What is a Bare Root Rose?

Roses are grown for about eighteen months outside in fields, then lifted from the soil between late autumn and early spring. Bare root roses are sold without having been potted, so once lifted from the ground, the soil is removed, the top cut back and the rose packaged and sold. This can only take place when the roses are dormant, any attempt to do it during the growing season would mean a lot of plant losses.



Before the extremely cold winters of the early 1960s, nearly all roses were sold bare root during the autumn and winter. Pots were made of clay, DPD and Parcel Force didn't yet exist, and the postal service couldn't handle them. So when growers were left with their roses unsold (because the frozen soil meant that lifting was impossible), they had to think of something... They potted them up, grew them on and sold them in pots.


Bare root roses are:

  • Less expensive to buy (no pot, compost and reduced labour) and cheaper to package / deliver
  • More environmentally friendly (no plastic pot to dispose of and no peat based compost used)
  • A proven way to buy roses which establish just as well as potted roses (so long as a few basic rules are followed)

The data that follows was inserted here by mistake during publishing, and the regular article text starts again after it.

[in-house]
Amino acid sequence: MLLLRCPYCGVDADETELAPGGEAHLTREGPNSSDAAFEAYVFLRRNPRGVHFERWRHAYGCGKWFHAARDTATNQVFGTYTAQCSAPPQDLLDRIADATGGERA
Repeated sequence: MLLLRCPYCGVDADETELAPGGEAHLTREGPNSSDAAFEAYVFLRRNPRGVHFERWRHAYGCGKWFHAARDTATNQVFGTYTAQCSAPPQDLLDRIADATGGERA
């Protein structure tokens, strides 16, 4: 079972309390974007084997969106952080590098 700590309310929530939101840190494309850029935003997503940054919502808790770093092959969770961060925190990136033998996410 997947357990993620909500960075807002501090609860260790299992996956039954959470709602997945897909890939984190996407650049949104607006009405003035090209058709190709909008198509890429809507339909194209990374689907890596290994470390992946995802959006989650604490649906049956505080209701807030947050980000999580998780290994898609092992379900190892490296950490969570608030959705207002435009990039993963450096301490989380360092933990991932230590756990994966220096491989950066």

There are a few drawbacks to rare root roses:

  • The planting season is limited (usually between November and the end of February, depending on the weather)
  • There can be occasional plant failures
  • There are no leaves, shoots or flowers so they don't look as attractive as a potted rose (as a gift for example)
  • They do not allow the gardener as much flexibility (and instant impact) as a potted rose

Tips for success when planting Bare Root Roses

It's important to remember that although a bare root plant looks pretty lifeless, they are just the opposite and need the same attention as a potted plant during planting for best results.

  • It's all about the roots, they are the rose's lifeline, but they are also the most vulnerable part of the rose. The tops are more hardy and resistant to freezing weather.
  • Open the packaging as soon as possible after arrival. If you can't plant yet, make sure the roots don't get dry and keep in a cool, dark place.
  • Before planting, soak the rose roots in a bucket of water for a few hours.
  • Dig a large planting hole, improved with manure / compost and with fertiliser added.
  • Spread the roots out and backfill the hole with fine soil, making sure there is good contact with the root and firm the ground gently.
  • Plant with the union of the rootstock and graft about an inch above finished soil level.
  • Mulch around the plant with compost or manure if available to about 25/30 cm radius.

We're often asked about frost and bare root roses; people are concerned that the plant will get damaged. As long as the soil can be handled well, the plants are much better off in the ground because the tops are tough, but the roots less so. Suppose after planting there is a period of cold weather, the soil may freeze to a depth of a couple of inches, but below that the soil remains relatively warm, so there is no chance of root damage. In fact, even in cold weather, the roots will slowly start to grow, even though the top stays dormant, meaning good establishment ready for the rose to flourish in warmer weather.